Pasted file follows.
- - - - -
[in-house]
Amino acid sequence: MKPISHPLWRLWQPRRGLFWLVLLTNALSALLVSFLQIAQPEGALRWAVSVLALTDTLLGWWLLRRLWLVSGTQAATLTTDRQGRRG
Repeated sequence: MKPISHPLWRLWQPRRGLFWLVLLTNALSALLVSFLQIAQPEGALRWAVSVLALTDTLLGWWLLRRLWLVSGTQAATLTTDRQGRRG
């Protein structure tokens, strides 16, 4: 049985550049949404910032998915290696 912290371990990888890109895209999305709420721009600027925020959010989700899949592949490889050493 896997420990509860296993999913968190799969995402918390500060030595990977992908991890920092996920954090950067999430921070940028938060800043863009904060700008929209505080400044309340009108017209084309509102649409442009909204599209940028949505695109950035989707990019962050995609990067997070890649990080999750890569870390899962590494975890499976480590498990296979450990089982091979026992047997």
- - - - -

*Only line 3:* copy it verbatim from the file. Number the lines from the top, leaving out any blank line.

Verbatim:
Repeated sequence: MKPISHPLWRLWQPRRGLFWLVLLTNALSALLVSFLQIAQPEGALRWAVSVLALTDTLLGWWLLRRLWLVSGTQAATLTTDRQGRRG